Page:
SDG 3 - Good health and well-being (statistical annex)

Ensure healthy lives and promote well-being for all at all ages (statistical annex)


Data extracted in May 2021.

Planned article update: June 2022.

Highlights


EU trend of SDG 3 on good health and well-being

This article provides an overview of statistical data on SDG 3 ‘Good health and well-being’ in the European Union (EU). It is based on the set of EU SDG indicators for monitoring of progress towards the UN Sustainable Development Goals (SDGs) in an EU context.

This article is part of a set of statistical articles, which are based on the Eurostat publication ’Sustainable development in the European Union — Monitoring report on progress towards the SDGS in an EU context — 2021 edition’. This report is the fifth edition of Eurostat’s series of monitoring reports on sustainable development, which provide a quantitative assessment of progress of the EU towards the SDGs in an EU context.

Full article

Healthy life years at birth

Healthy life years at birth evaluation 2021.png

This indicator measures the number of years at birth that a person can expect to live in a healthy condition. Healthy life years is a health expectancy indicator which combines information on mortality (death rate) and morbidity (probability of illness).

Figure 1: Healthy life years at birth, by sex, EU, 2008-2019_(years)
Compound annual growth rate (CAGR) for the total: 0.5 % per year in the period 2008-2019; 0.3 % per year in the period 2016-2019.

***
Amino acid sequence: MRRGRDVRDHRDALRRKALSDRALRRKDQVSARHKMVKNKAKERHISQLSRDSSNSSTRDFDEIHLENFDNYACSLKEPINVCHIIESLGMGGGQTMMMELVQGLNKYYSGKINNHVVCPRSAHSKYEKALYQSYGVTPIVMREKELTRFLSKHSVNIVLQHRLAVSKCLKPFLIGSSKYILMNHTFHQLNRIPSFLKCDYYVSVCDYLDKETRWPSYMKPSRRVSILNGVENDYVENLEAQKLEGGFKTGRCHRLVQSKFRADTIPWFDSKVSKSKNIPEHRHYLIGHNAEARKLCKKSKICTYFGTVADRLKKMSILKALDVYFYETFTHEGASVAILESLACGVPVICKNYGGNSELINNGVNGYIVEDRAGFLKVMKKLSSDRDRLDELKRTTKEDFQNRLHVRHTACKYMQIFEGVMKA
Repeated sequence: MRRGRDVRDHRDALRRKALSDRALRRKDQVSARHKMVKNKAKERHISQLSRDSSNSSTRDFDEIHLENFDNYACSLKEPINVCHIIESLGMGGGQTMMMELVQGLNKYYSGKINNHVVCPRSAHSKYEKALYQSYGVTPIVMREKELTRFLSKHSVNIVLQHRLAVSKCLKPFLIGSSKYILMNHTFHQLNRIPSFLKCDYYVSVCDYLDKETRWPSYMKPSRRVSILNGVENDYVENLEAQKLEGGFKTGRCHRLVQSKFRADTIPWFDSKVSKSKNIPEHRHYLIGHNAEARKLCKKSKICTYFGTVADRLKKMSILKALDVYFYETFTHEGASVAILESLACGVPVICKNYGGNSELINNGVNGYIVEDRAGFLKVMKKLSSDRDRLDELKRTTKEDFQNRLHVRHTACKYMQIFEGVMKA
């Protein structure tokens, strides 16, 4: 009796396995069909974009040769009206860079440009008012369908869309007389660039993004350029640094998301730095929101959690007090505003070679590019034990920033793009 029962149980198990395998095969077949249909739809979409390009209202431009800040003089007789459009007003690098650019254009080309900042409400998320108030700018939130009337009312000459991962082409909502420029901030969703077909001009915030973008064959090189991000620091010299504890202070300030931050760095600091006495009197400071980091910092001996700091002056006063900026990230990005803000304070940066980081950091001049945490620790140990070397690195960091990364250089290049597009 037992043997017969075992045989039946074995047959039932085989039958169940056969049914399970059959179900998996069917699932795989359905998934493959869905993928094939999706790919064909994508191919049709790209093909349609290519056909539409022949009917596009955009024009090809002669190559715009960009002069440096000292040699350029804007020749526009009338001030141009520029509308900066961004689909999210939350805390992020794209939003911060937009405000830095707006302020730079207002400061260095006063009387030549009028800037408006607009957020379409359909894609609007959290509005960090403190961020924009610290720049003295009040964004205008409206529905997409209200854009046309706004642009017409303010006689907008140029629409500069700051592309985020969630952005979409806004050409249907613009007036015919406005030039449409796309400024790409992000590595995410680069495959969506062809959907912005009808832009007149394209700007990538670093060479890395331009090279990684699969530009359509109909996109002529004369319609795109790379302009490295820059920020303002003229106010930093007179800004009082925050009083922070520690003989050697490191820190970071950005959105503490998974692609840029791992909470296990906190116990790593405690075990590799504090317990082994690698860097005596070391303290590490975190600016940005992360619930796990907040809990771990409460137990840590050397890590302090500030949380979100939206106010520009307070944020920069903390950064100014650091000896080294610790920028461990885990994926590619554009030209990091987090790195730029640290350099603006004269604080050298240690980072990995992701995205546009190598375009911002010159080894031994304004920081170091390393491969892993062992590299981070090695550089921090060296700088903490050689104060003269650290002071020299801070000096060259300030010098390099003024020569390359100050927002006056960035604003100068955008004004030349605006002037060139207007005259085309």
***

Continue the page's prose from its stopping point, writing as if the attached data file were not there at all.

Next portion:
Source: Eurostat (sdg_03_11)


Figure 2: Healthy life years at birth, by country, 2014 and 2019 (years)
Source: Eurostat (sdg_03_11)


People with good or very good self-perceived health

Share of people with good or very good perceived health evaluation 2021.png

The indicator is a subjective measure on how people judge their health in general on a scale from ‘very good’ to ‘very bad’. The data stem from the EU Statistics on Income and Living Conditions (EU-SILC). Indicators of perceived general health have been found to be a good predictor of people’s future healthcare use and mortality.

Figure 3: Share of people with good or very good perceived health, by sex, EU, 2010-2019 (% of population aged 16 or over)
Compound annual growth rate (CAGR) for the total: 0.4 % per year in the period 2014–2019.
Source: Eurostat (sdg_03_20)


Figure 4: Share of people with good or very good perceived health, by country, 2014 and 2019 (% of population aged 16 or over)
Source: Eurostat (sdg_03_20)


Smoking prevalence

Smoking prevalence evaluation 2021.png